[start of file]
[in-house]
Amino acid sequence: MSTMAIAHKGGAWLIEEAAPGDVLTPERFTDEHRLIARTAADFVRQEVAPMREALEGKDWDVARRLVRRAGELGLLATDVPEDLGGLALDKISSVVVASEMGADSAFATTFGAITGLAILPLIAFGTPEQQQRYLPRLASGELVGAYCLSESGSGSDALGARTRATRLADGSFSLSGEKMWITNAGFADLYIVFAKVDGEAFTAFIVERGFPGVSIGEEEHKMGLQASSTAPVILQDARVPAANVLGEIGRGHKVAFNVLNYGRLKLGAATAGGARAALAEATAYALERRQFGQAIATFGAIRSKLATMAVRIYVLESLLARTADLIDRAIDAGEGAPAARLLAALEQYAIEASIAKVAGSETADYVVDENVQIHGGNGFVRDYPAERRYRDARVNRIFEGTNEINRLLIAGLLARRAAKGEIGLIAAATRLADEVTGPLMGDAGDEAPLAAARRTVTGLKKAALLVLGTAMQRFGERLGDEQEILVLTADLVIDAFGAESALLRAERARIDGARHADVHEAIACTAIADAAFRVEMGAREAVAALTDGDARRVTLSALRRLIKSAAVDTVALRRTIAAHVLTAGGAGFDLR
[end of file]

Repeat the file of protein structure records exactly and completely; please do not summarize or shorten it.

[in-house]
Amino acid sequence: MSTMAIAHKGGAWLIEEAAPGDVLTPERFTDEHRLIARTAADFVRQEVAPMREALEGKDWDVARRLVRRAGELGLLATDVPEDLGGLALDKISSVVVASEMGADSAFATTFGAITGLAILPLIAFGTPEQQQRYLPRLASGELVGAYCLSESGSGSDALGARTRATRLADGSFSLSGEKMWITNAGFADLYIVFAKVDGEAFTAFIVERGFPGVSIGEEEHKMGLQASSTAPVILQDARVPAANVLGEIGRGHKVAFNVLNYGRLKLGAATAGGARAALAEATAYALERRQFGQAIATFGAIRSKLATMAVRIYVLESLLARTADLIDRAIDAGEGAPAARLLAALEQYAIEASIAKVAGSETADYVVDENVQIHGGNGFVRDYPAERRYRDARVNRIFEGTNEINRLLIAGLLARRAAKGEIGLIAAATRLADEVTGPLMGDAGDEAPLAAARRTVTGLKKAALLVLGTAMQRFGERLGDEQEILVLTADLVIDAFGAESALLRAERARIDGARHADVHEAIACTAIADAAFRVEMGAREAVAALTDGDARRVTLSALRRLIKSAAVDTVALRRTIAAHVLTAGGAGFDLR